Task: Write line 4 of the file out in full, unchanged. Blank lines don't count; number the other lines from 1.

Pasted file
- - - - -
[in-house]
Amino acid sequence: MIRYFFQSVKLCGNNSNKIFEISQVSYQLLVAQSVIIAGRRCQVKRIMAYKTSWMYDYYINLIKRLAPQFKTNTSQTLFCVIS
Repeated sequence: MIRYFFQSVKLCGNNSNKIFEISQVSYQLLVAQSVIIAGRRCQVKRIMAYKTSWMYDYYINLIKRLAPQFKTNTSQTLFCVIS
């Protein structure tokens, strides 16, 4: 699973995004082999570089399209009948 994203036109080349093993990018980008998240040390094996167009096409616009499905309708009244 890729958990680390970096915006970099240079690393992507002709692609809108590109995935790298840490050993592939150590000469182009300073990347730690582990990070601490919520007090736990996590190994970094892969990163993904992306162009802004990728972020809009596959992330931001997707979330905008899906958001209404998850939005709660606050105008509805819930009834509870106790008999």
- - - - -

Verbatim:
């Protein structure tokens, strides 16, 4: 699973995004082999570089399209009948 994203036109080349093993990018980008998240040390094996167009096409616009499905309708009244 890729958990680390970096915006970099240079690393992507002709692609809108590109995935790298840490050993592939150590000469182009300073990347730690582990990070601490919520007090736990996590190994970094892969990163993904992306162009802004990728972020809009596959992330931001997707979330905008899906958001209404998850939005709660606050105008509805819930009834509870106790008999």